Tuesday, February 23, 2010

Scene Theory 103

Essential in most story lines is the sense of growth, of moving from one state of being to another. This could be personal change in an individual or the achievement of a goal. The progress of moving from one state to another is termed the major story arc and it is this that drives the plot to the finish line. The major arc usually has multiple stages - an initial state or set of conditions, various changes to that state or those conditions, and the final state. The rule of three generally applies. That is, that there should be two failures before the final success.

Each of the failure episodes or arcs begins with a set of conditions, passes through some sort of action, and then achieves the final failure. Only the third and final attempt does success occur. This is a pretty strict rule in that more failures would be boring and achieving success quickly provides no satisfaction to the reader. The other reason is that each of the attempts allows the writer to present alternatives that might work, but contain a fatal and usually unforeseen flaw. Ideally, the protagonist learns from each failure. Also, each lack of success informs the next attempt in some way.

Scene Theory 102

So what is scene theory? Algis Budrys once remarked that all short stories were jokes, meaning that they had the set up, some exposition, an epiphany, and a punch line and, sure enough, if you analyze most short stories you can decompose these along those lines. Along the way the writer can dig into his bag of tricks of flashback, foreshadowing, asides, and other embellishments that add spice to the story's stew.

But a story is not simply a recitation of facts told in a specific order. A story evolves from the set up to the punch line by means of a series of set pieces. These set pieces or scenes, all share some common elements.

Characters, be they human, aliens, machines, or even some inanimate object, are what drive the story. In every story there is one character who stands out. This character is usually termed the protagonist and could be presented as the viewpoint or object of the viewpoint character. Everything revolves around the protagonist, who is generally supported by a cast of spear carriers - secondary characters who act in support of or opposed to the protagonist.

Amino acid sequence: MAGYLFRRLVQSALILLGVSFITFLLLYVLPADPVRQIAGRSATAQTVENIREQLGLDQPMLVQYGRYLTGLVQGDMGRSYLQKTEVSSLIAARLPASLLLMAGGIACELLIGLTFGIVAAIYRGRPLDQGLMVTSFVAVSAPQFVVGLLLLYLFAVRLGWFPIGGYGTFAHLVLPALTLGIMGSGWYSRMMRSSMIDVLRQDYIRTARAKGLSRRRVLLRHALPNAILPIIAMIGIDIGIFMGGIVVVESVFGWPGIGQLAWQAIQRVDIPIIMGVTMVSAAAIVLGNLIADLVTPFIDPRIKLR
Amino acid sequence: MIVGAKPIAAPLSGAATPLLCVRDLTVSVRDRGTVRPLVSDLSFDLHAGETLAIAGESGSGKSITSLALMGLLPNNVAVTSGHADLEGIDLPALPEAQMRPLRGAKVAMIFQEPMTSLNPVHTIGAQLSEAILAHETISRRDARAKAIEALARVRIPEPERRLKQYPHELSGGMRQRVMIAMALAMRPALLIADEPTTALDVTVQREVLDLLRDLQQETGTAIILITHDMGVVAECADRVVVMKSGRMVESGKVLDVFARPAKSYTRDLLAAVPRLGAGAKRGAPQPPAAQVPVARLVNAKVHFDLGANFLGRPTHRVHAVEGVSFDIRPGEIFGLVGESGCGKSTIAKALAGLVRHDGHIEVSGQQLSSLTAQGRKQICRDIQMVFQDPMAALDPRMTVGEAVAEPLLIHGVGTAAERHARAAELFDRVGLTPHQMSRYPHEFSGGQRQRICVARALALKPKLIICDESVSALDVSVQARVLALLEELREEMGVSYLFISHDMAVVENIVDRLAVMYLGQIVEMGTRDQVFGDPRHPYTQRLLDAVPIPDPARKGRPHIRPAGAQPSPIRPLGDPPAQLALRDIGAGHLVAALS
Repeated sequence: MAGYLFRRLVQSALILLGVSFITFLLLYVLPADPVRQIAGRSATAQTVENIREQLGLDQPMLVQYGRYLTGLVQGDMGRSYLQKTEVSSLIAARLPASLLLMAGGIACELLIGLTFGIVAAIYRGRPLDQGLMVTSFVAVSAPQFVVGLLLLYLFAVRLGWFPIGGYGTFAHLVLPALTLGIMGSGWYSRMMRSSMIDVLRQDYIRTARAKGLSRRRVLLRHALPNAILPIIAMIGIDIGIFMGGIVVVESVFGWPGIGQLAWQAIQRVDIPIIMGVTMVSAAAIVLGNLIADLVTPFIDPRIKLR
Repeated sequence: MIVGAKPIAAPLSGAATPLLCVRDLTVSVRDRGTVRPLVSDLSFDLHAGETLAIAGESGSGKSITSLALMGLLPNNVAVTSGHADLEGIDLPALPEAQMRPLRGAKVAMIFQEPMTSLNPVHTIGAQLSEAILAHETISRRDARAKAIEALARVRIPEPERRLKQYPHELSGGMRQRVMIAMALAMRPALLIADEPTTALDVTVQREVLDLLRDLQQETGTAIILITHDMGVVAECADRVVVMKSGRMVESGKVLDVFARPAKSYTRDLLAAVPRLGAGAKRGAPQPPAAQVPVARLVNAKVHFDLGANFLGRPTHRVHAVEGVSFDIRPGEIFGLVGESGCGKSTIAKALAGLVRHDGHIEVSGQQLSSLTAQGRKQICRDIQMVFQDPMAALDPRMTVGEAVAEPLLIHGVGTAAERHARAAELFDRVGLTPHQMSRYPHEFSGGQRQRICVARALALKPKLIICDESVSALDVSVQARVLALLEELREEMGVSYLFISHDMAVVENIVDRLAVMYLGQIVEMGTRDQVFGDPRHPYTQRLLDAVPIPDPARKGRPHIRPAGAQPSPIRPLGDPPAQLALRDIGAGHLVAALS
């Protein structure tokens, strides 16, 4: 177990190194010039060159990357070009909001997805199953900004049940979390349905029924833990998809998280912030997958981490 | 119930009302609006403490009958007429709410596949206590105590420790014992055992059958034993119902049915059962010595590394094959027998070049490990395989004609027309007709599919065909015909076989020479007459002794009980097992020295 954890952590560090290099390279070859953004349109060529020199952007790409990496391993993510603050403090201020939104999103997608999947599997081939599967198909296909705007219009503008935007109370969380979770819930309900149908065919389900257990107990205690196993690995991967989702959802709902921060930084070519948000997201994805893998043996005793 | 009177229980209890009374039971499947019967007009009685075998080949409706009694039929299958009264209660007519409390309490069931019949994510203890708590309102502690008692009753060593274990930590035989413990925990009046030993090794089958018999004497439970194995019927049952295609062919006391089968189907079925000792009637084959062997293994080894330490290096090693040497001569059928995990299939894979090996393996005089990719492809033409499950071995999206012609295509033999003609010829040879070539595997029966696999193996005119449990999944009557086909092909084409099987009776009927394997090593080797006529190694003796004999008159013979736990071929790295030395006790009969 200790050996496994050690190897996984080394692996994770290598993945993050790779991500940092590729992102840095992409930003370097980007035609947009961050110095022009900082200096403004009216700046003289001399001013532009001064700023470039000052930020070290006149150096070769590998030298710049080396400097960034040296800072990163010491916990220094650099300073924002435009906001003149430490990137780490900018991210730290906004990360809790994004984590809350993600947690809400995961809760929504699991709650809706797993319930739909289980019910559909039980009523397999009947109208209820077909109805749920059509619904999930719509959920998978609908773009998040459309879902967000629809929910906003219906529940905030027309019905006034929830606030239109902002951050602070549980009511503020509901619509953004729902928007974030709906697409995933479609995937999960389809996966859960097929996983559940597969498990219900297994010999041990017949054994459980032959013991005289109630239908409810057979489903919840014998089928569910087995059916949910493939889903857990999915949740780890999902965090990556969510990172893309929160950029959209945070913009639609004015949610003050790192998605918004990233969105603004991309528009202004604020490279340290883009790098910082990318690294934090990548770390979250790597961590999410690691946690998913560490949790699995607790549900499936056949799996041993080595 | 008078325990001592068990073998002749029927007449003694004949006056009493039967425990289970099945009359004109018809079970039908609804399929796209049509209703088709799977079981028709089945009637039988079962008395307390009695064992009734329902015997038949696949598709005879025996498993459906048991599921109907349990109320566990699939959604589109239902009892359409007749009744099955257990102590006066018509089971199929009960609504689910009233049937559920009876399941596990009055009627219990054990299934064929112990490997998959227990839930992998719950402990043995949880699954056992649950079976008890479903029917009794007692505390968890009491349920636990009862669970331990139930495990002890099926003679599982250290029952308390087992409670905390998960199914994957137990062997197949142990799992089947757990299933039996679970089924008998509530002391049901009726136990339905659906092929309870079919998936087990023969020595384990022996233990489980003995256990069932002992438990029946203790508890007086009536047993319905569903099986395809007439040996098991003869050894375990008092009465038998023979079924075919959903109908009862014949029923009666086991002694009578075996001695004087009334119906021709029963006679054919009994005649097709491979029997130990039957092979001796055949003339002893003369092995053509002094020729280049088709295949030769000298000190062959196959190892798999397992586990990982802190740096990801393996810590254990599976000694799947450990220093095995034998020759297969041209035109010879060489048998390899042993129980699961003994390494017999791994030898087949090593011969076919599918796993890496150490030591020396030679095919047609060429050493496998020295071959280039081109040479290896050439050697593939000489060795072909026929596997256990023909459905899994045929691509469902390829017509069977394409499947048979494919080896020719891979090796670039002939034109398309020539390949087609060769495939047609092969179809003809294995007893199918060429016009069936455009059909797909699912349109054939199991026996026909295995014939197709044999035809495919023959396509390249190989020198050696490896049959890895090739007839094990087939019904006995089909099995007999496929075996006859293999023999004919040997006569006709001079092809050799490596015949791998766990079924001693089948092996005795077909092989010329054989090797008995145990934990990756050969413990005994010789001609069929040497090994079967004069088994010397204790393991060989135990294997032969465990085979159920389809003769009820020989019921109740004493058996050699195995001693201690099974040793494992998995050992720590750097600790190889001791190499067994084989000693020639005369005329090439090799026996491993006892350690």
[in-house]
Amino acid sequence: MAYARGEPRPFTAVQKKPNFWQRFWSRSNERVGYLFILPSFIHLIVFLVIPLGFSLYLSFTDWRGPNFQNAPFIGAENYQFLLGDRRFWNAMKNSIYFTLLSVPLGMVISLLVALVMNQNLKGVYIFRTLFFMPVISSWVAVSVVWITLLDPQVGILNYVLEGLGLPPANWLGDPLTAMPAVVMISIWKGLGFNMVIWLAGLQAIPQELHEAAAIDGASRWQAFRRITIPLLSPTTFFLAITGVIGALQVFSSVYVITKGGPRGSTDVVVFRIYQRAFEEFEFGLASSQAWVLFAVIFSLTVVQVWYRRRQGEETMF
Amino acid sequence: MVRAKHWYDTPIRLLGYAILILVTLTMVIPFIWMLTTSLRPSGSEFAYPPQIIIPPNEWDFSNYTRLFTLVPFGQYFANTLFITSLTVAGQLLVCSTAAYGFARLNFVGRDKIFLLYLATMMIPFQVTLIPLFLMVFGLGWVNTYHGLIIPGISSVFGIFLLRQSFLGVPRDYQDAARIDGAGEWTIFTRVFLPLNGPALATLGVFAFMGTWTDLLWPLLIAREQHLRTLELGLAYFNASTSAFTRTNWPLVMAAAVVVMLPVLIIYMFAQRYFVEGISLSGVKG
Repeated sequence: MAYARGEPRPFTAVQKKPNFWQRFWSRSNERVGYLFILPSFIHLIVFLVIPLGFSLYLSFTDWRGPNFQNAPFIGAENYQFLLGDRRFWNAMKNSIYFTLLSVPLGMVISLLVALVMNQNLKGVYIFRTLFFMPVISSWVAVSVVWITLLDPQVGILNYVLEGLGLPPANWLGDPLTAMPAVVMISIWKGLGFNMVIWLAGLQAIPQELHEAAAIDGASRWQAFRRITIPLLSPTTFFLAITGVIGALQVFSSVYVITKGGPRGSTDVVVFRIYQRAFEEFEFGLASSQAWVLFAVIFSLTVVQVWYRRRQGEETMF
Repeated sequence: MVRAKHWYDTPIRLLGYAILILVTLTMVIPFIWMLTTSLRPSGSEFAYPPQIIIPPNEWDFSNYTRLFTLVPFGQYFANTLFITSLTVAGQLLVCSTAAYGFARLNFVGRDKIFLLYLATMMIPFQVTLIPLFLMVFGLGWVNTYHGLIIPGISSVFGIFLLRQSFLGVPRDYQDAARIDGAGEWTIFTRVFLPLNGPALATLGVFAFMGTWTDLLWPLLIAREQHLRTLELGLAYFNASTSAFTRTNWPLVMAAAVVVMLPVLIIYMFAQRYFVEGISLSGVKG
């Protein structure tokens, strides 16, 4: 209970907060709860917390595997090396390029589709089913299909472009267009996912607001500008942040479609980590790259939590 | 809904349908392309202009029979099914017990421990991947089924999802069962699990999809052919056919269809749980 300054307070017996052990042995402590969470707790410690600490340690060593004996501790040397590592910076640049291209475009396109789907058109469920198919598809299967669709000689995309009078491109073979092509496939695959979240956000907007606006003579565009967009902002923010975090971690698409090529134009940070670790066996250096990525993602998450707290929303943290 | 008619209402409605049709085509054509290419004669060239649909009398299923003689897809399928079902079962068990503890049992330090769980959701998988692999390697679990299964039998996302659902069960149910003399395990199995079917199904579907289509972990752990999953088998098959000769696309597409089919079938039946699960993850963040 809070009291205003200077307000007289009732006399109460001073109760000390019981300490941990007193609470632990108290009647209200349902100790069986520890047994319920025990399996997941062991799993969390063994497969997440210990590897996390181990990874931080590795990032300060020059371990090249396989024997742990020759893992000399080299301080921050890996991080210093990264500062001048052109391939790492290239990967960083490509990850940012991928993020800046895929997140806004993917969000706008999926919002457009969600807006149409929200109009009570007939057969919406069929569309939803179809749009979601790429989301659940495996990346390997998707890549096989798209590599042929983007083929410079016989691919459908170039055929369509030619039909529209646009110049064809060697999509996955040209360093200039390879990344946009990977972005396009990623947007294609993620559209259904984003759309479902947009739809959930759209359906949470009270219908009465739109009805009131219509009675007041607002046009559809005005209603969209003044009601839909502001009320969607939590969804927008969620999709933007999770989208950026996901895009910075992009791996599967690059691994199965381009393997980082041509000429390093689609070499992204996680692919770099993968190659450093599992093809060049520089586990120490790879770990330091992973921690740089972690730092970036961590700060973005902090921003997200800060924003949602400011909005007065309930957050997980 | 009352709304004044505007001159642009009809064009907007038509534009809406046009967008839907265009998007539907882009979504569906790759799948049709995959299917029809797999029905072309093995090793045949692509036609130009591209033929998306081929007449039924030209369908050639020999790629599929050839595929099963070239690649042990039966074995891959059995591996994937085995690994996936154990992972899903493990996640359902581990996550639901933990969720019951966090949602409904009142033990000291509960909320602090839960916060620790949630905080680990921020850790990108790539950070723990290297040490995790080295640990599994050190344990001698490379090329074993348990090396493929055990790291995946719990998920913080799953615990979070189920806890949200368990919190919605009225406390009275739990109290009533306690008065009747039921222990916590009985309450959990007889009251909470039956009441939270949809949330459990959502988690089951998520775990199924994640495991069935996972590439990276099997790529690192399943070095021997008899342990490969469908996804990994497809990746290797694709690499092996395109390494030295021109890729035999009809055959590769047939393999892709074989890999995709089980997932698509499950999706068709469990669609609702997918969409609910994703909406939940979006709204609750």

Place is the second important element of a scene. Every scene is anchored somewhere specific. Locations have descriptions and are usually, but not always, are placed in relation to the primary scene of the action. Generally the plot moves the characters back and forth across locations to provide variety, to separate portions of the action, to inform the reader, or simply to have the characters come into play with one another.

Just as characters move across the landscape toward the punch line they also move down a time line. One of the rules of short story writing is to start the action as close to the epiphany as possible and build from there. Usually this involves a bit of back story in the exposition, but not always. The timeline of the story does not necessarily proceed in sequential order. I've written many stories where the sequence of the story jumped back and forth across the time line, but never ignored the fact that any action is always embedded in a timeline like a fly in amber.

Is that all it is? Is a story nothing more than following the Budrys joke structure and ensuring that each element contains characters acting somewhere at some point in time? Will doing this be enough to build a decent short story?

Sadly, the answer is no - there are three other things that come into play.